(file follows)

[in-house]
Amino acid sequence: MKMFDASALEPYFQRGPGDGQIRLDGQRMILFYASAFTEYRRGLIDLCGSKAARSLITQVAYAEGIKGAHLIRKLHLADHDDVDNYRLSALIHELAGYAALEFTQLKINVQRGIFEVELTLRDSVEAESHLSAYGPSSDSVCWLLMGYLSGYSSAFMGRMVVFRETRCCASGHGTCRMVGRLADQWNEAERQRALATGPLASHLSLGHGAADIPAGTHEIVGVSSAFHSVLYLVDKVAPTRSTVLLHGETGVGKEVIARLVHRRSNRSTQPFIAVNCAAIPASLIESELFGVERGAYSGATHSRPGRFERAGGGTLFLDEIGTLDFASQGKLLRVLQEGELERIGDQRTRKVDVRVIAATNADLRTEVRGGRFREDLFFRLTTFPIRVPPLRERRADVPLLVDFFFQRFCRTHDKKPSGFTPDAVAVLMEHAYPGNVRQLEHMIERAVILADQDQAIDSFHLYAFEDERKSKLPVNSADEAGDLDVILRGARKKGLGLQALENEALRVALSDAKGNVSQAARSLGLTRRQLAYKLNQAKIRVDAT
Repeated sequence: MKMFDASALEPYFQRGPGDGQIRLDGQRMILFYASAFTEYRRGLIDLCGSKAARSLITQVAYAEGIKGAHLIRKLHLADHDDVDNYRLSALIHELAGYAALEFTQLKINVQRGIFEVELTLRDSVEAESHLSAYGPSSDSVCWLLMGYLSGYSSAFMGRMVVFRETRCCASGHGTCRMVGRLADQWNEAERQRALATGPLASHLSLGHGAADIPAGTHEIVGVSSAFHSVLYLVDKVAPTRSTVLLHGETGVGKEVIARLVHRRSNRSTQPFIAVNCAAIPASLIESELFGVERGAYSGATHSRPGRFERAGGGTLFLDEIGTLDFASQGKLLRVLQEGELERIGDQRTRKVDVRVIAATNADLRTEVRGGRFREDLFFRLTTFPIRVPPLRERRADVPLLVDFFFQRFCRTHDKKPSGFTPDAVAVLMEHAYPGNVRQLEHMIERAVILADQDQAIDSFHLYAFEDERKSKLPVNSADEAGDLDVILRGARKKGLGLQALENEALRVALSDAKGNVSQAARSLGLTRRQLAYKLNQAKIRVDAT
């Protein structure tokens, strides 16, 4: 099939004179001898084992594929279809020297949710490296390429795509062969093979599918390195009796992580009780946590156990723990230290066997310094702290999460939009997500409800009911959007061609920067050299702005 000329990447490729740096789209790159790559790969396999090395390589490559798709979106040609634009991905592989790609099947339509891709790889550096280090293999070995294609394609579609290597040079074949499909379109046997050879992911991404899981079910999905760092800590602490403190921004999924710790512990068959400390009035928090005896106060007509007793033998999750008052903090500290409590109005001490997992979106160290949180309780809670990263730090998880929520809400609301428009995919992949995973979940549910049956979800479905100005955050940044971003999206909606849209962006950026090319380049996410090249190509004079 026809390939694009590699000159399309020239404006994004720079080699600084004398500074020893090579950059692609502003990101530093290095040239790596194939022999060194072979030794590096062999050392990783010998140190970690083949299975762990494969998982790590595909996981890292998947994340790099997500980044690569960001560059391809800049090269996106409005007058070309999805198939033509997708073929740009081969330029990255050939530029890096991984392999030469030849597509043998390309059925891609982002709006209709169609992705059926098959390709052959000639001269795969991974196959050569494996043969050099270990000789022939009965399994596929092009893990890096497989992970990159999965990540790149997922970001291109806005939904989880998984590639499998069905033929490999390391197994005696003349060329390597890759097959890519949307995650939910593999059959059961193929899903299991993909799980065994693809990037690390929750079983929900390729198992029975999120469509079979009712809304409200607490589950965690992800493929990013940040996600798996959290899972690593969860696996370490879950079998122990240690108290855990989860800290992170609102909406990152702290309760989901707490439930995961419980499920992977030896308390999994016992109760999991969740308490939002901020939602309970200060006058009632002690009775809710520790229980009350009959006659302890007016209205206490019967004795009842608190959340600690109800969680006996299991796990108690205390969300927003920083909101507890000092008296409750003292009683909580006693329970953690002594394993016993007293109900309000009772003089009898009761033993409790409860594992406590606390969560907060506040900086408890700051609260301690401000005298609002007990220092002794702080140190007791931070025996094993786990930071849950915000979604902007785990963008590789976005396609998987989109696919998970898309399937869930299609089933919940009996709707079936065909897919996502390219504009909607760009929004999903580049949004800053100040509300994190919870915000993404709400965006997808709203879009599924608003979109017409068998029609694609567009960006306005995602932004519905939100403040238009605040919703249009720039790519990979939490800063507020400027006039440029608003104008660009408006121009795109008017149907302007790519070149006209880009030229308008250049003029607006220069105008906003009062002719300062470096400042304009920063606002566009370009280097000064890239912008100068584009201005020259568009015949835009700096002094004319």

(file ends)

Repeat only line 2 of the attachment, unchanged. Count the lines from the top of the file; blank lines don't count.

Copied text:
Amino acid sequence: MKMFDASALEPYFQRGPGDGQIRLDGQRMILFYASAFTEYRRGLIDLCGSKAARSLITQVAYAEGIKGAHLIRKLHLADHDDVDNYRLSALIHELAGYAALEFTQLKINVQRGIFEVELTLRDSVEAESHLSAYGPSSDSVCWLLMGYLSGYSSAFMGRMVVFRETRCCASGHGTCRMVGRLADQWNEAERQRALATGPLASHLSLGHGAADIPAGTHEIVGVSSAFHSVLYLVDKVAPTRSTVLLHGETGVGKEVIARLVHRRSNRSTQPFIAVNCAAIPASLIESELFGVERGAYSGATHSRPGRFERAGGGTLFLDEIGTLDFASQGKLLRVLQEGELERIGDQRTRKVDVRVIAATNADLRTEVRGGRFREDLFFRLTTFPIRVPPLRERRADVPLLVDFFFQRFCRTHDKKPSGFTPDAVAVLMEHAYPGNVRQLEHMIERAVILADQDQAIDSFHLYAFEDERKSKLPVNSADEAGDLDVILRGARKKGLGLQALENEALRVALSDAKGNVSQAARSLGLTRRQLAYKLNQAKIRVDAT